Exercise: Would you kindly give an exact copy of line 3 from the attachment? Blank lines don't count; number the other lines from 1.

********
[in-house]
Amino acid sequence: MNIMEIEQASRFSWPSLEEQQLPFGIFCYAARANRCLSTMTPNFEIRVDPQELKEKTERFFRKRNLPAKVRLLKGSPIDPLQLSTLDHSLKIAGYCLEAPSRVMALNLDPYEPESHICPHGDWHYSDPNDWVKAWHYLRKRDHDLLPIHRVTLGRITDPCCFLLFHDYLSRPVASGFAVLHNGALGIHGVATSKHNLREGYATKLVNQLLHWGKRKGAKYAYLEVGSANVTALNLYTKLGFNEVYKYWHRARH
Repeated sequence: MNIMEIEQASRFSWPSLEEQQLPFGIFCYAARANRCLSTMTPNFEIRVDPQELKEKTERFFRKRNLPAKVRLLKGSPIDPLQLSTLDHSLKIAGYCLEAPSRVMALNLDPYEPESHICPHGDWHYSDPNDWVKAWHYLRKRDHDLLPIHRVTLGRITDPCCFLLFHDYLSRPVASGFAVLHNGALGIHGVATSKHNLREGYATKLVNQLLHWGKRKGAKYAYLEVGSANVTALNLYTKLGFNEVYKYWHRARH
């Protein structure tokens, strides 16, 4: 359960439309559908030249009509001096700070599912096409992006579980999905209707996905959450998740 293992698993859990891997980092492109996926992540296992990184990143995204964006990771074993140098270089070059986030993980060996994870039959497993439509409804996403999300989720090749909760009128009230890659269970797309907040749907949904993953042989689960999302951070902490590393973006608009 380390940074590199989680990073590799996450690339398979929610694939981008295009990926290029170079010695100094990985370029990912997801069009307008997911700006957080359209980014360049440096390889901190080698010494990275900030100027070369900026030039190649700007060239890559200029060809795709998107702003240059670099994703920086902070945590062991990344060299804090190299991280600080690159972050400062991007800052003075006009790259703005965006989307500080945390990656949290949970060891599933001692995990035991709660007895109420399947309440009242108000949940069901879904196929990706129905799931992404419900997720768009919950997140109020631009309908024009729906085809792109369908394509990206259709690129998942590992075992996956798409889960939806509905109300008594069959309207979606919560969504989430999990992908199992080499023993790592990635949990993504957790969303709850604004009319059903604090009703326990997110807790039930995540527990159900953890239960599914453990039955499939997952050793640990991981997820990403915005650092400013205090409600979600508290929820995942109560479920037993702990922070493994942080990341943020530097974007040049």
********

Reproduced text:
Repeated sequence: MNIMEIEQASRFSWPSLEEQQLPFGIFCYAARANRCLSTMTPNFEIRVDPQELKEKTERFFRKRNLPAKVRLLKGSPIDPLQLSTLDHSLKIAGYCLEAPSRVMALNLDPYEPESHICPHGDWHYSDPNDWVKAWHYLRKRDHDLLPIHRVTLGRITDPCCFLLFHDYLSRPVASGFAVLHNGALGIHGVATSKHNLREGYATKLVNQLLHWGKRKGAKYAYLEVGSANVTALNLYTKLGFNEVYKYWHRARH